So these souls are suffering a purifying fire in purgatory and we here on earth are able to help them through our prayers and actions. That's why praying for the dead is one of the acts of mercy.

Indulgences are also frequently misunderstood. The most common problem is that people associate an indulgence with the abuse and not with the actual belief. The Catholic Church teaches that

 “An indulgence is a remission before God of the temporal punishment due to sins whose guilt has already been forgiven, which the faithful Christian who is duly disposed gains under certain defined conditions through the Church’s help when, as a minister of redemption, she dispenses and applies with authority the treasury of the satisfactions won by Christ and the saints” 

To clear up a couple of misconceptions, first, an indulgence isn't a get out of hell free card. Once you are in hell, you stay there. An indulgence removes part of the penalty we owe in purgatory for the sins we commit. It's kind of like time off for good behavior.

Second, you can't buy forgiveness. An indulgence only gives you time out of purgatory for sins that you have already had forgiven so you can't “save up” or use them as a substitute for confession.

There are two kinds of indulgences – plenary and partial. A partial indulgence removes some of the time you owe in purgatory but remember, purgatory exists outside of regular time so we can't really understand what a partial remittance of something beyond our calendar and clocks actually means.

A plenary indulgence removes all the time owed in purgatory. That's what makes the indulgences granted during the season of All Saints so wonderful – you can actually assist a soul in completing his time in purgatory.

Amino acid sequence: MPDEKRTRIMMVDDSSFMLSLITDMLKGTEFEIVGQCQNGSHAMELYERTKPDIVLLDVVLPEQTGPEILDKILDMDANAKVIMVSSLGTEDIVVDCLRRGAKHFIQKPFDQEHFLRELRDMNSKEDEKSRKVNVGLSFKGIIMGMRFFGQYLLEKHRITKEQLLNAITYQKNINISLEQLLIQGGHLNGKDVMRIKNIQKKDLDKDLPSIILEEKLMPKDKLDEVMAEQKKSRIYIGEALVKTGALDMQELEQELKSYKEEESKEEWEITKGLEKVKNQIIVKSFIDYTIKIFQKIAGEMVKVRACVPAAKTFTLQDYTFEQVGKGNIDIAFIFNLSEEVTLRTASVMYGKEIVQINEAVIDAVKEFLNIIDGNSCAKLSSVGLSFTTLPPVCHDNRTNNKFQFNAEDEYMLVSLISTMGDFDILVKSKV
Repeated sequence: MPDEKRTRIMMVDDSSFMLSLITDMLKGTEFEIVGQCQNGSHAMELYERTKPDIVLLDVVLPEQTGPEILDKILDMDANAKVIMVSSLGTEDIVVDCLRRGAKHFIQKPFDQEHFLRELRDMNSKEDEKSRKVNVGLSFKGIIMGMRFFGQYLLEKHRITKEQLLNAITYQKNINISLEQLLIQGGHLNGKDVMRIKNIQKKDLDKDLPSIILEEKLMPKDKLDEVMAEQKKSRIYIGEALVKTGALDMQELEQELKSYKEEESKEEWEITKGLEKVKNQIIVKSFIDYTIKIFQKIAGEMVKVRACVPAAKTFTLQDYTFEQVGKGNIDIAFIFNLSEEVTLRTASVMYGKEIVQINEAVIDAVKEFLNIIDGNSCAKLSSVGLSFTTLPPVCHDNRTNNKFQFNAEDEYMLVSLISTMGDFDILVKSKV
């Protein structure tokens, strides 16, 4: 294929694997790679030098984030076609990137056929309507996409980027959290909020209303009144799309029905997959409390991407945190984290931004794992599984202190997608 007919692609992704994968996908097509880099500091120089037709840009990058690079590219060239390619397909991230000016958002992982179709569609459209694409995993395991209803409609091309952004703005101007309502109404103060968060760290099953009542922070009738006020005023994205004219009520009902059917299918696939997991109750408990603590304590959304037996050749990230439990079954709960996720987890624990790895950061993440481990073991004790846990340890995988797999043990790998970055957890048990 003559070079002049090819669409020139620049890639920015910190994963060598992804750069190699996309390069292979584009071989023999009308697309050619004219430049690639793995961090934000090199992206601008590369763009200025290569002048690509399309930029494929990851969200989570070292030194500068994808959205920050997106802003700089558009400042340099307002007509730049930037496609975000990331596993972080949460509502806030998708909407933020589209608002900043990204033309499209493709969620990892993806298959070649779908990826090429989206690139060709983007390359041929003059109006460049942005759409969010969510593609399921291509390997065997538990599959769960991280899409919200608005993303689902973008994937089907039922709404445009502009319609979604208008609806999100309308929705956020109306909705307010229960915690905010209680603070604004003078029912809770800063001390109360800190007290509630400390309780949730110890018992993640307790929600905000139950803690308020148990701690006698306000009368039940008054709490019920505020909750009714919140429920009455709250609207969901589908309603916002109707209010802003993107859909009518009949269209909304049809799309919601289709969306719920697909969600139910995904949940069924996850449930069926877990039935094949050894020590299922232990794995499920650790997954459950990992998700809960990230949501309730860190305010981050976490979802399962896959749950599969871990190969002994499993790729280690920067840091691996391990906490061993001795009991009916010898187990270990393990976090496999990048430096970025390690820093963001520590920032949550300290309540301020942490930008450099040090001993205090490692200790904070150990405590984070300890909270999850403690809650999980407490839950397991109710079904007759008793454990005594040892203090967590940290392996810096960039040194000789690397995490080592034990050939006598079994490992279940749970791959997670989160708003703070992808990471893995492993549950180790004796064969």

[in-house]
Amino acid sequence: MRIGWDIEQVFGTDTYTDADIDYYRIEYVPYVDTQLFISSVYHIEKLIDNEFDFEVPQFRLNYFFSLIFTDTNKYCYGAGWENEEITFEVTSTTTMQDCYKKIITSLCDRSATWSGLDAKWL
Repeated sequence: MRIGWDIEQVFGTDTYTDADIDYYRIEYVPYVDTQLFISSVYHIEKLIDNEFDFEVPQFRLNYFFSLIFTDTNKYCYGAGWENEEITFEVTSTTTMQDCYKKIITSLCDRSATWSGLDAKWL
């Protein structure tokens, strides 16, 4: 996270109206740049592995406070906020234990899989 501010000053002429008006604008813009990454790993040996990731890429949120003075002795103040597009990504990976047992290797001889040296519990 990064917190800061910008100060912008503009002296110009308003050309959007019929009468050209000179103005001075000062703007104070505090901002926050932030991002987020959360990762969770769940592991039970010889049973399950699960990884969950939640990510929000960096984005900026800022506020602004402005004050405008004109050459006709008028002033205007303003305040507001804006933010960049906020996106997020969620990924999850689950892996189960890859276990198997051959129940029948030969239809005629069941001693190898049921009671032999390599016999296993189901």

If you have other questions about indulgences I recommend you visit Catholic.com. The website is run by Catholic Answers and has all kinds of short, easy to understand explanations of various Catholic teaching.

On All Saints Day we have our annual parish All Saint party. Does your church do something similar? We have costume contests and games and a potluck. This year my wife wanted to enter the family category but finding a common theme for twelve people is tough. I kept suggesting that we should go as St. Andrew Kim and companions or St. Isaac Jogues and companions since it wasn't always clear how many companions there were. I think I lost this round and we are going as French saints. We'll gain extra points with our French pastor but have to turn our backs on our English and Scottish heritage to do it.

Last weekend our family went to see the St. Luke's Production of Maximillian St. of Auschwitz. You may recall that I interviewed Leonardo dePhillipis on my show a couple of weeks ago. If you missed it you can listen on itunes. The parish where he performed was about ¾ full and the production was very well done. Keeping in mind that this is a one-man-show with minimal props, all but the littlest of our kids stayed engaged through the whole thing. If you have a chance to bring the show to your city or see it, please do.

Fill These Hearts